Helping reduce cancer mortality in Turkey
One-off Investment in early diagnosis and screening centres and supporting of awareness programmes help the fight against cancer in Turkey.
Improving knowledge of health and building healthcare capacity is a priority for the Ministry of Health of Turkey. To create new models in cancer control and reduce cancer mortality rates, the ministry has built Cancer Early Diagnosis Screening and Training Centres (KETEMs) throughout the country.
The KETEMs are equipped with the latest diagnostic equipment and conduct screening programmes for breast, cervical and colorectal cancers. The centres also serve to drive awareness of the importance of prevention and early diagnosis in cancer.
What we’re doing
In 2009 we helped launch the project and gave financial support to build the first two KETEMs in the capital city of Turkey, Ankara.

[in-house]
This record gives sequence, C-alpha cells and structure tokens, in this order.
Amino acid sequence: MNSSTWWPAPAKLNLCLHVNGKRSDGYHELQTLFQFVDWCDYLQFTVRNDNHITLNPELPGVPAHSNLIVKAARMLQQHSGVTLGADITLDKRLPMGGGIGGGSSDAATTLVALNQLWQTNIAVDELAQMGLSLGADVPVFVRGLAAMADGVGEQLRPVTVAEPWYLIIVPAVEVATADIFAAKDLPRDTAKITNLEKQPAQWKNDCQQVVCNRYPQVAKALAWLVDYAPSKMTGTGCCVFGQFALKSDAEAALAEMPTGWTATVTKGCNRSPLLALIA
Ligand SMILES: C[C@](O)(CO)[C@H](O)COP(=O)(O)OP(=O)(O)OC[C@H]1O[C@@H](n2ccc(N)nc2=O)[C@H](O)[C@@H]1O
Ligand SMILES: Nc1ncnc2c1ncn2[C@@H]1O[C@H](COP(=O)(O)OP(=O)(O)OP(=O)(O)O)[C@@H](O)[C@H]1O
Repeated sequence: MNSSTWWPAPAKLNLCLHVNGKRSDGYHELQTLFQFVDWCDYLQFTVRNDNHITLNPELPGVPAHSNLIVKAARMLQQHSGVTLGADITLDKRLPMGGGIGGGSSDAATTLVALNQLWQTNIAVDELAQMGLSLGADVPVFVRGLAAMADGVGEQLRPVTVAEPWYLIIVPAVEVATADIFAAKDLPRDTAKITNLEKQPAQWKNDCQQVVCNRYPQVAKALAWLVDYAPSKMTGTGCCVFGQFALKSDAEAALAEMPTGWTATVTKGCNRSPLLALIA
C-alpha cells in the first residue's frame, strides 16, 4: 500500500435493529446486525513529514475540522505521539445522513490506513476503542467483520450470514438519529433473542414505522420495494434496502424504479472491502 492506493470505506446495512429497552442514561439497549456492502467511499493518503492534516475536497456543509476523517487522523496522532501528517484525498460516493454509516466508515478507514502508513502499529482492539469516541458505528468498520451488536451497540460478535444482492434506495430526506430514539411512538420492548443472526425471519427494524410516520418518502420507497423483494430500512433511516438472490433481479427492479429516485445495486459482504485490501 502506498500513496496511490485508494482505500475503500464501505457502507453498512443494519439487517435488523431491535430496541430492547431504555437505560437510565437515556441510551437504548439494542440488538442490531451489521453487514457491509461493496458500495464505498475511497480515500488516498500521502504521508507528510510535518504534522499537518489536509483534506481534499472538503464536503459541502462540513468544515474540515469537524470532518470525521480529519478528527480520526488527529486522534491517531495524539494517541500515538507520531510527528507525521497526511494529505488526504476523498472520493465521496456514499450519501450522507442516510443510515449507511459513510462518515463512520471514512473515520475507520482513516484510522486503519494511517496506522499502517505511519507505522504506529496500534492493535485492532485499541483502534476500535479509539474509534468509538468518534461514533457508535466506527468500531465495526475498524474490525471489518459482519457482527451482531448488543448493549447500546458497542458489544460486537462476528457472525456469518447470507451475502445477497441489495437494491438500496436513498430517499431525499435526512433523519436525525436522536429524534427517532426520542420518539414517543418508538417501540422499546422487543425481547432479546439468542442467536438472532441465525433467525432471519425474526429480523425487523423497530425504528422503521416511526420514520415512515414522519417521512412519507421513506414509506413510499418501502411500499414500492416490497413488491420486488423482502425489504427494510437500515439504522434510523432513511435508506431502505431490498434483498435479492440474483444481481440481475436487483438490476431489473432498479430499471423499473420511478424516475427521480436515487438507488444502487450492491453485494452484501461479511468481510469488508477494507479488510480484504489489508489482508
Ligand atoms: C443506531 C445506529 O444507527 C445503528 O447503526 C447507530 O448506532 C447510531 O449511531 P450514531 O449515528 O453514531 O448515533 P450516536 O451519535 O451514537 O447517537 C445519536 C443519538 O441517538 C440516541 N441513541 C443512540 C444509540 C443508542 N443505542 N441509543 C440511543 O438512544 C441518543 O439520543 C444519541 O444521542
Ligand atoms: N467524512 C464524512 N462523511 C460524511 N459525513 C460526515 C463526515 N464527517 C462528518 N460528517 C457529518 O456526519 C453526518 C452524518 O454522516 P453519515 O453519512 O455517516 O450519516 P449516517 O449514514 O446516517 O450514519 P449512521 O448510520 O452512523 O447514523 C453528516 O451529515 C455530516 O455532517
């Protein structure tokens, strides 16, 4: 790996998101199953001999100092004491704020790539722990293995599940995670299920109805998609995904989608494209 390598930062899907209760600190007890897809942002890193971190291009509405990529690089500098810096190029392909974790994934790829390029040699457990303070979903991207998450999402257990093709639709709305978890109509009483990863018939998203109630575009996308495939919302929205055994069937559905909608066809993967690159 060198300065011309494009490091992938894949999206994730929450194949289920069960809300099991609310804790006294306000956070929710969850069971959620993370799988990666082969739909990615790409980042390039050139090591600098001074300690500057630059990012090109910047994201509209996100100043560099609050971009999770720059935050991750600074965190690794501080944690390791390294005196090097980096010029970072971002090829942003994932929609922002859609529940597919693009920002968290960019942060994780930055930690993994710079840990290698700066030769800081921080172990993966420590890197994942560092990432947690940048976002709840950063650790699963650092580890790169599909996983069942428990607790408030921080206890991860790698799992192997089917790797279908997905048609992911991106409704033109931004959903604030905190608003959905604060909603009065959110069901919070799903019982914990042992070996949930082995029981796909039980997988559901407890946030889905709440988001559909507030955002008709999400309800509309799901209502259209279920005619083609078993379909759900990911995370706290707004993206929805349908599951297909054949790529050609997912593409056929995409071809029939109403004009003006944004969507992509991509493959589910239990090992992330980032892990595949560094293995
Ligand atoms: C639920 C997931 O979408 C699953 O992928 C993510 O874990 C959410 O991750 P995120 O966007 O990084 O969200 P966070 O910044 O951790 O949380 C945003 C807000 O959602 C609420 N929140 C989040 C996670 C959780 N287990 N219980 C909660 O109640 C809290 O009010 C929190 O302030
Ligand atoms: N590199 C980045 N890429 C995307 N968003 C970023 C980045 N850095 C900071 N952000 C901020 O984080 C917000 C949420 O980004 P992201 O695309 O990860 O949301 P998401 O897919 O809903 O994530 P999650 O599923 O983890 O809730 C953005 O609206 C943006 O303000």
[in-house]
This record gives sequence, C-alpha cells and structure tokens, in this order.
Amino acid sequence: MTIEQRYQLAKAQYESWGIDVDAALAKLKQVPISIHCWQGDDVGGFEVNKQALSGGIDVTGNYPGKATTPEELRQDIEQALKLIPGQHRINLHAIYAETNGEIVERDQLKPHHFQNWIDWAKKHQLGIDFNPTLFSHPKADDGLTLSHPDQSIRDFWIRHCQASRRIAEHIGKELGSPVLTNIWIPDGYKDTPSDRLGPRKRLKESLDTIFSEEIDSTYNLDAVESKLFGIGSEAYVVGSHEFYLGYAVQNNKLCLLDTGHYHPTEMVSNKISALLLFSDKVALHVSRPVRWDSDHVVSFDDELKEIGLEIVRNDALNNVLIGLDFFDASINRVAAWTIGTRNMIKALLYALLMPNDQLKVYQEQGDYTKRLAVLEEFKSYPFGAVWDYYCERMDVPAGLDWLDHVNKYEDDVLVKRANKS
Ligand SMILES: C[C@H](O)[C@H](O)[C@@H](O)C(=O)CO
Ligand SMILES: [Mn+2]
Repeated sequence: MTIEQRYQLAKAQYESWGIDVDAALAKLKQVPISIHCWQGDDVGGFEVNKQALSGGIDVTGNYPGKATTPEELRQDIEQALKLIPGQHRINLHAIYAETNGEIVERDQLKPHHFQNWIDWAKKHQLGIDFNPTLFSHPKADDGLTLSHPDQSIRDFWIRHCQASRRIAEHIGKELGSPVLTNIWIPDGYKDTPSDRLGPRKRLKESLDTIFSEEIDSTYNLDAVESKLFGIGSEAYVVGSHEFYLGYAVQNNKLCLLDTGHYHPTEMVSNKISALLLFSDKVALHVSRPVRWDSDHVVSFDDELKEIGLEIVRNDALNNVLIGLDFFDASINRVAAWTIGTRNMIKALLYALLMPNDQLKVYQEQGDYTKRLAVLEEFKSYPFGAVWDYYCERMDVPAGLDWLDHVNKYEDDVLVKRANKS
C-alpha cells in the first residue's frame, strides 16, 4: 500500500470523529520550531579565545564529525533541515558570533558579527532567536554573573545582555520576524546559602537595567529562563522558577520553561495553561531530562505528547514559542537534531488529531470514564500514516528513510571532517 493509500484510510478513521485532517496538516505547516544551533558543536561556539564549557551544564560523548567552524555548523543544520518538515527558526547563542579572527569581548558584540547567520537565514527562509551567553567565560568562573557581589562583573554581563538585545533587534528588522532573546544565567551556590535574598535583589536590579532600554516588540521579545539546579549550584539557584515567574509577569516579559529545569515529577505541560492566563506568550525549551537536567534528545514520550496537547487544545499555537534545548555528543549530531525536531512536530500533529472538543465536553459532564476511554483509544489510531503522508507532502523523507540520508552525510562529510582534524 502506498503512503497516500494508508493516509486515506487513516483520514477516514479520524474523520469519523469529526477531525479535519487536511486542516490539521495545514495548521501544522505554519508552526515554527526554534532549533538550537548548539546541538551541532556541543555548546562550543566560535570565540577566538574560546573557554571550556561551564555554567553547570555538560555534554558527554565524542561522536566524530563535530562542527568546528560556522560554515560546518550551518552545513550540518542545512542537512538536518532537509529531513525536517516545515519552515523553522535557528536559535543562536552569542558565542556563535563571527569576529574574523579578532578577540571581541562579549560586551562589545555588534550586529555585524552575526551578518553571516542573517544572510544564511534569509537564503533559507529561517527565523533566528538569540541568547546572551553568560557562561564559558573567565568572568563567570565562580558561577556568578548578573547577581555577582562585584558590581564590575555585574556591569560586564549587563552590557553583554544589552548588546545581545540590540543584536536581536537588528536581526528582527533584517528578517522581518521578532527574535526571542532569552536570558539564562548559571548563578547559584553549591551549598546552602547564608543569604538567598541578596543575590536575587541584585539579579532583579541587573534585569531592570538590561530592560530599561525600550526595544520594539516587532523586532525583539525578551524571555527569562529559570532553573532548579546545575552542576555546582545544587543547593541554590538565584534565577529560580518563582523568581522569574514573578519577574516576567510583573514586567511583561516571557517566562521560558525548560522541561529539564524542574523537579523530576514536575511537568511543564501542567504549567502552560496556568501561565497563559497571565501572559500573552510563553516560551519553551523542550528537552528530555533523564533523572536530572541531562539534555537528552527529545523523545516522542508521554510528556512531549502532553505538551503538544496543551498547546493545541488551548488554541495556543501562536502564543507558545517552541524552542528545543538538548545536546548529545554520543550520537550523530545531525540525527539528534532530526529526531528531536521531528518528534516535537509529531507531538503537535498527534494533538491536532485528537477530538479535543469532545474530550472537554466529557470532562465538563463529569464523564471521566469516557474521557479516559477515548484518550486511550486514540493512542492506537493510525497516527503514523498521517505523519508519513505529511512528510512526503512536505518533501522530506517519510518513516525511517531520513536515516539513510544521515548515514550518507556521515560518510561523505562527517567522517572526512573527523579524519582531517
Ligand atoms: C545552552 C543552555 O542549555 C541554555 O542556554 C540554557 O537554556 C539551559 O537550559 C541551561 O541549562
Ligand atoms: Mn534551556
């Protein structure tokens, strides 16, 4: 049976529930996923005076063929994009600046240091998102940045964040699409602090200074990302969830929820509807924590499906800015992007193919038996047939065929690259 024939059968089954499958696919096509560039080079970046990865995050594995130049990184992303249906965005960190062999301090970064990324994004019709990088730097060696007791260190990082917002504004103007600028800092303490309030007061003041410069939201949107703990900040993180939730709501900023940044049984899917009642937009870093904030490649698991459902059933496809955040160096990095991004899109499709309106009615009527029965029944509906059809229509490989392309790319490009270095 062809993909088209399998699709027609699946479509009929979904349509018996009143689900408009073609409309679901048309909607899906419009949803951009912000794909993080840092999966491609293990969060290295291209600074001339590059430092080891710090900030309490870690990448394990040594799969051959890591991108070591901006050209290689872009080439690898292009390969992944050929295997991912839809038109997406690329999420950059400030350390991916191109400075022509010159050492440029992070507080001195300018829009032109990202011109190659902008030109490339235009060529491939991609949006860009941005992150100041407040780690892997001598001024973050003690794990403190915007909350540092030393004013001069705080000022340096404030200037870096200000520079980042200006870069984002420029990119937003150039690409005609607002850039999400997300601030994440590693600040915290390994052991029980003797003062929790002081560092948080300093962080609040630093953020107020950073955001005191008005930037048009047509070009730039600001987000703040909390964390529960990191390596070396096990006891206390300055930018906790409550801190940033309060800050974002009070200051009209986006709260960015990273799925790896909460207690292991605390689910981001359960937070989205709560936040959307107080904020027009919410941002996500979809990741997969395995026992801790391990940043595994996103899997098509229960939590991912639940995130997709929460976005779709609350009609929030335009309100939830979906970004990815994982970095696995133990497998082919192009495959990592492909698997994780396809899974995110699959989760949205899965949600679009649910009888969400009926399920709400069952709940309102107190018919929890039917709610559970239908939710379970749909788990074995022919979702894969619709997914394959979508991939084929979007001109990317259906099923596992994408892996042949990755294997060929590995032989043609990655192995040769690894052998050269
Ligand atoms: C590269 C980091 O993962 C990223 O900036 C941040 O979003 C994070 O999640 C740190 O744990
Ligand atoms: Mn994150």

Awareness of the importance of prevention and early diagnosis in increasing the chances of survival is paramount in fighting cancer. So we partnered with the Ministry of Health to organise training sessions for healthcare professionals and the public, and to improve early stage diagnosis in line with established screening standards.
As part of the drive to raise awareness and encourage people to visit KETEMs, we supported the nationwide Blue Bicycle: Hit the Road for Cancer, an early diagnosis campaign in partnership with the Turkish Bicycle Federation and Ministry of Health. Participants in the bike ride, which was held each year from 2006 to 2011, completed six laps of a course that passed through 26 cities, and involved over >10,000 people. We made a donation on behalf of each participant to KETEMs in all cities visited by the riders. During the event, local medical doctors in each city conducted cancer seminars for the public.
Since we supported building the first two KETEMs in 2009, the project was taken over by the Ministry of Health and today there are around 1,200 KETEMs located throughout the country. At least 23 of the KETEMS are mobile and they are designed to render services nearly up to 250,000 people.
The national awareness campaigns, taking place from 2009 to 2016, has potentially reached millions of people in Turkey.